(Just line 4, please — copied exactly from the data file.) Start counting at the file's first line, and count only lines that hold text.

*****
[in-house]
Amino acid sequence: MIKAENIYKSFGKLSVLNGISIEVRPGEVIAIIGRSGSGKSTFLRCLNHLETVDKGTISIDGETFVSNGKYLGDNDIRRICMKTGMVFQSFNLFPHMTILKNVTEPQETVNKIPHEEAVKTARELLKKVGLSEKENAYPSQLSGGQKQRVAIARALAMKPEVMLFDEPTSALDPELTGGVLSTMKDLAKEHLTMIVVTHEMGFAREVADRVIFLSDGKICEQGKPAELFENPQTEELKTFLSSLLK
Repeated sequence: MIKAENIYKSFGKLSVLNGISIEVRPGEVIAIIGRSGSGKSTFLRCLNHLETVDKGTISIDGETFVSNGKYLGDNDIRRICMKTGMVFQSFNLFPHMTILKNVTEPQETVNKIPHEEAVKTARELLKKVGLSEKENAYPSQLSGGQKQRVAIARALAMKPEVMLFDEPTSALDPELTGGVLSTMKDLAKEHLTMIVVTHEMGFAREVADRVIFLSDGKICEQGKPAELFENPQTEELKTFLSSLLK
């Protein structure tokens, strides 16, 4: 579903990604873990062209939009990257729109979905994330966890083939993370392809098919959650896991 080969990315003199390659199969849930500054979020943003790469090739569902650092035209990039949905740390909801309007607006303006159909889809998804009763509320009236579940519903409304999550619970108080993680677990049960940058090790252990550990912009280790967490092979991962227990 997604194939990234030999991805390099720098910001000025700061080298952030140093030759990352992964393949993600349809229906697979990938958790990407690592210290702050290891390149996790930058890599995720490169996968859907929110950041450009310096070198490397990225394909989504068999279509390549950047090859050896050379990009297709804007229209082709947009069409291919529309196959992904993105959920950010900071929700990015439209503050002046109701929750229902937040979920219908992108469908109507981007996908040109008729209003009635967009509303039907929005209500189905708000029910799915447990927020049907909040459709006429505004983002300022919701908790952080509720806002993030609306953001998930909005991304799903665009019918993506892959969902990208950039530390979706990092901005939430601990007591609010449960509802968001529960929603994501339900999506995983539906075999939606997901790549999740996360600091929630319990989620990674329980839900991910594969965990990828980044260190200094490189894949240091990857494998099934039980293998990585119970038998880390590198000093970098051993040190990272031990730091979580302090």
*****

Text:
């Protein structure tokens, strides 16, 4: 579903990604873990062209939009990257729109979905994330966890083939993370392809098919959650896991 080969990315003199390659199969849930500054979020943003790469090739569902650092035209990039949905740390909801309007607006303006159909889809998804009763509320009236579940519903409304999550619970108080993680677990049960940058090790252990550990912009280790967490092979991962227990 997604194939990234030999991805390099720098910001000025700061080298952030140093030759990352992964393949993600349809229906697979990938958790990407690592210290702050290891390149996790930058890599995720490169996968859907929110950041450009310096070198490397990225394909989504068999279509390549950047090859050896050379990009297709804007229209082709947009069409291919529309196959992904993105959920950010900071929700990015439209503050002046109701929750229902937040979920219908992108469908109507981007996908040109008729209003009635967009509303039907929005209500189905708000029910799915447990927020049907909040459709006429505004983002300022919701908790952080509720806002993030609306953001998930909005991304799903665009019918993506892959969902990208950039530390979706990092901005939430601990007591609010449960509802968001529960929603994501339900999506995983539906075999939606997901790549999740996360600091929630319990989620990674329980839900991910594969965990990828980044260190200094490189894949240091990857494998099934039980293998990585119970038998880390590198000093970098051993040190990272031990730091979580302090």